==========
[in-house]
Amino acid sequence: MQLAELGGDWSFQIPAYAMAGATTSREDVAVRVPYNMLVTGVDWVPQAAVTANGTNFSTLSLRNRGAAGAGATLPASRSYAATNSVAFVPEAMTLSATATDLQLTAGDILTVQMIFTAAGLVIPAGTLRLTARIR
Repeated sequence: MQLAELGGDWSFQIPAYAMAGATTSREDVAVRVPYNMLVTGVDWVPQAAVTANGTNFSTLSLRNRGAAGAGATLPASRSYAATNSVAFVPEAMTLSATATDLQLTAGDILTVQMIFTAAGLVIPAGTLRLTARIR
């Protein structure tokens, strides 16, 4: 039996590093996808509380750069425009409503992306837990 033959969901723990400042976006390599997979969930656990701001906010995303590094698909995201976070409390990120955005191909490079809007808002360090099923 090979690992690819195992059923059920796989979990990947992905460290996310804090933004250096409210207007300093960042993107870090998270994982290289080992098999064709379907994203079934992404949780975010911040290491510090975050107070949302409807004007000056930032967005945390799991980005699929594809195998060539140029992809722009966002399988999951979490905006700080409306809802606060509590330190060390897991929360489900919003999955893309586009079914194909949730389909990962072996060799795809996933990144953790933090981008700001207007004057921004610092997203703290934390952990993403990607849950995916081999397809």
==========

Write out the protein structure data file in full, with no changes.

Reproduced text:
[in-house]
Amino acid sequence: MQLAELGGDWSFQIPAYAMAGATTSREDVAVRVPYNMLVTGVDWVPQAAVTANGTNFSTLSLRNRGAAGAGATLPASRSYAATNSVAFVPEAMTLSATATDLQLTAGDILTVQMIFTAAGLVIPAGTLRLTARIR
Repeated sequence: MQLAELGGDWSFQIPAYAMAGATTSREDVAVRVPYNMLVTGVDWVPQAAVTANGTNFSTLSLRNRGAAGAGATLPASRSYAATNSVAFVPEAMTLSATATDLQLTAGDILTVQMIFTAAGLVIPAGTLRLTARIR
């Protein structure tokens, strides 16, 4: 039996590093996808509380750069425009409503992306837990 033959969901723990400042976006390599997979969930656990701001906010995303590094698909995201976070409390990120955005191909490079809007808002360090099923 090979690992690819195992059923059920796989979990990947992905460290996310804090933004250096409210207007300093960042993107870090998270994982290289080992098999064709379907994203079934992404949780975010911040290491510090975050107070949302409807004007000056930032967005945390799991980005699929594809195998060539140029992809722009966002399988999951979490905006700080409306809802606060509590330190060390897991929360489900919003999955893309586009079914194909949730389909990962072996060799795809996933990144953790933090981008700001207007004057921004610092997203703290934390952990993403990607849950995916081999397809």